|HUD No. 17-016
February 7, 2017
AGAINST VETERAN WITH DISABILITIES
WASHINGTON – The U.S. Department of Housing and Urban Development (HUD) announced today that it is charging the landlords of a Moore, Oklahoma rental home with violating the Fair Housing Act by denying the reasonable accommodation requests of their tenant, a veteran with disabilities. Read the charge.
The Fair Housing Act prohibits housing providers from denying or limiting housing to persons with disabilities, or from refusing to make reasonable accommodations in policies or practices for people with disabilities. This includes waiving pet fees for persons with disabilities who use assistance animals.
The case came to HUD’s attention when a combat veteran living with a mental disability who uses an emotional support animal filed a complaint alleging that the owners of the house he was renting. The tenant complained that AMH 2015-1 Borrower, LLC, and its management company, AH4R Management – OK, LLC, refused to waive their pet deposit fee. HUD’s charge alleges that although the man provided the owners and management company with medical documentation attesting to his need for the animal, they denied his request to waive a $250 pet fee. Under the law, assistance animals are not considered pets.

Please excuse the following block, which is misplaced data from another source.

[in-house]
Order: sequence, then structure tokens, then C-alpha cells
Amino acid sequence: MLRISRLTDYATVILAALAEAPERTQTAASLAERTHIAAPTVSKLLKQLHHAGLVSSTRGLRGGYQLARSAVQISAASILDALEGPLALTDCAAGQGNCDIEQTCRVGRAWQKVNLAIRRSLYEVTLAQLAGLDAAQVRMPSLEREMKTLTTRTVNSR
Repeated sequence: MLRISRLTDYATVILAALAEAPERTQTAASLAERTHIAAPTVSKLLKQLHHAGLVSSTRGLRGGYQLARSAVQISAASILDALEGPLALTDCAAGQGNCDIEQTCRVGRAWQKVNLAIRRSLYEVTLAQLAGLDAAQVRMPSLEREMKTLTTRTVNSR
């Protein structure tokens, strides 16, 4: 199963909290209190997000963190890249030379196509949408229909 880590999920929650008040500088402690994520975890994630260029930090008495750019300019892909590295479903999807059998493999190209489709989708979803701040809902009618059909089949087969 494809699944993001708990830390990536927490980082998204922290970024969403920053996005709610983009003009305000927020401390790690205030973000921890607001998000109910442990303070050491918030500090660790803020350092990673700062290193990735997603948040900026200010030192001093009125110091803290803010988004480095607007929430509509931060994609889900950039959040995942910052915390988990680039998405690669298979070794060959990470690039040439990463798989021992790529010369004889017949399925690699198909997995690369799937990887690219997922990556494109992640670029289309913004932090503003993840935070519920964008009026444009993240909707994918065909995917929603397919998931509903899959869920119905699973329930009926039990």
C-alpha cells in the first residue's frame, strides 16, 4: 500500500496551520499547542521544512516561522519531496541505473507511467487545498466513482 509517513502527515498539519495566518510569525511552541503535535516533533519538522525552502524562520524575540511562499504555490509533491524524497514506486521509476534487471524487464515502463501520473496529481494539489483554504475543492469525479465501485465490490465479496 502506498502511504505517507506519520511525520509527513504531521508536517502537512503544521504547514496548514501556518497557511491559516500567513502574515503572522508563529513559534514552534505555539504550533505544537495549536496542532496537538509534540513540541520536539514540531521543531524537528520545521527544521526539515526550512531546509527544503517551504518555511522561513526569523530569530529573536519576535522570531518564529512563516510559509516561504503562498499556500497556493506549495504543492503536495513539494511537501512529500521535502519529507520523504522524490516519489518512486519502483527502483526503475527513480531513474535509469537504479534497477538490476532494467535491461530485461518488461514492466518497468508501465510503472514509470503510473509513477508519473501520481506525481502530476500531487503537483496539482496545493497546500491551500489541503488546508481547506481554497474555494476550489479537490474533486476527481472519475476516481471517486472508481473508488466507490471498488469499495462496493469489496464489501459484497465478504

Disability is the most common basis of fair housing complaint filed with HUD and its partner agencies. Last year alone, HUD and its partners considered over 4,900 disability-related complaints, or more than 58 percent of all fair housing complaints.
HUD’s charge will be heard by a United States Administrative Law Judge unless any party to the charge elects to have the case heard in federal district court. If an administrative law judge finds after a hearing that discrimination has occurred, he or she may award damages to the complainant for their loss as a result of the discrimination. The judge may also order injunctive relief and other equitable relief, as well as payment of attorney fees. In addition, the judge may impose civil penalties in order to vindicate the public interest. If the case is heard in federal court, the judge may also award punitive damages to the complainant.
People who believe they have experienced discrimination may file a complaint by contacting HUD’s Office of Fair Housing and Equal Opportunity at (800) 669-9777 (voice) or (800) 927-9275 (TTY). Housing discrimination complaints may also be filed by going to www.hud.gov/fairhousing, or by downloading HUD’s free housing discrimination mobile application, which can be accessed through Apple and Android devices.
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